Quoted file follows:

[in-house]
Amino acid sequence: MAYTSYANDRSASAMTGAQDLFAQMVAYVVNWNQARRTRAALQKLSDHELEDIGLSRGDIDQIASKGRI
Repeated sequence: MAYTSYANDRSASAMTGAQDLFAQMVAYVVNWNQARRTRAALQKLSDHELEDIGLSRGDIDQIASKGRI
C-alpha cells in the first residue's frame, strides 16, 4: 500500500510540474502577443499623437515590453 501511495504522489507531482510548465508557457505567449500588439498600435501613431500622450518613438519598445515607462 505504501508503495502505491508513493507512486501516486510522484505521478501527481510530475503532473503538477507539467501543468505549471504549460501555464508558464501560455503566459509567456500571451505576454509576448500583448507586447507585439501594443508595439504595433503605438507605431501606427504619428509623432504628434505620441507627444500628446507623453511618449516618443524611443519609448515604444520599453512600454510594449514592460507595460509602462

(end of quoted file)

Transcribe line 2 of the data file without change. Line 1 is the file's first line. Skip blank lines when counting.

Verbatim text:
Amino acid sequence: MAYTSYANDRSASAMTGAQDLFAQMVAYVVNWNQARRTRAALQKLSDHELEDIGLSRGDIDQIASKGRI